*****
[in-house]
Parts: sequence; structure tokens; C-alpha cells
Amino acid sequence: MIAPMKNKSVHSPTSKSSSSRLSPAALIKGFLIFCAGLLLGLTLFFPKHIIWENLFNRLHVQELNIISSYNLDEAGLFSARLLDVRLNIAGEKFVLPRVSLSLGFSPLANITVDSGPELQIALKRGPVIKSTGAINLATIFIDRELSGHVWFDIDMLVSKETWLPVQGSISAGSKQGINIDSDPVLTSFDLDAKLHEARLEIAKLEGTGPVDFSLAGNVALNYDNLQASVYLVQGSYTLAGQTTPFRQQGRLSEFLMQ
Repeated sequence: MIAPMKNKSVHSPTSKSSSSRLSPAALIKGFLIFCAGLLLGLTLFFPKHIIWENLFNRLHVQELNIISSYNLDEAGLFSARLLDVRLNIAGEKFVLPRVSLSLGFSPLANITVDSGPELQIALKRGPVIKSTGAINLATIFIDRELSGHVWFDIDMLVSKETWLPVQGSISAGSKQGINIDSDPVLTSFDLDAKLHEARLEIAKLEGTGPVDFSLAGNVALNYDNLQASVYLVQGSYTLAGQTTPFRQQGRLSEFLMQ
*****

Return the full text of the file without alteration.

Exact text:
[in-house]
Parts: sequence; structure tokens; C-alpha cells
Amino acid sequence: MIAPMKNKSVHSPTSKSSSSRLSPAALIKGFLIFCAGLLLGLTLFFPKHIIWENLFNRLHVQELNIISSYNLDEAGLFSARLLDVRLNIAGEKFVLPRVSLSLGFSPLANITVDSGPELQIALKRGPVIKSTGAINLATIFIDRELSGHVWFDIDMLVSKETWLPVQGSISAGSKQGINIDSDPVLTSFDLDAKLHEARLEIAKLEGTGPVDFSLAGNVALNYDNLQASVYLVQGSYTLAGQTTPFRQQGRLSEFLMQ
Repeated sequence: MIAPMKNKSVHSPTSKSSSSRLSPAALIKGFLIFCAGLLLGLTLFFPKHIIWENLFNRLHVQELNIISSYNLDEAGLFSARLLDVRLNIAGEKFVLPRVSLSLGFSPLANITVDSGPELQIALKRGPVIKSTGAINLATIFIDRELSGHVWFDIDMLVSKETWLPVQGSISAGSKQGINIDSDPVLTSFDLDAKLHEARLEIAKLEGTGPVDFSLAGNVALNYDNLQASVYLVQGSYTLAGQTTPFRQQGRLSEFLMQ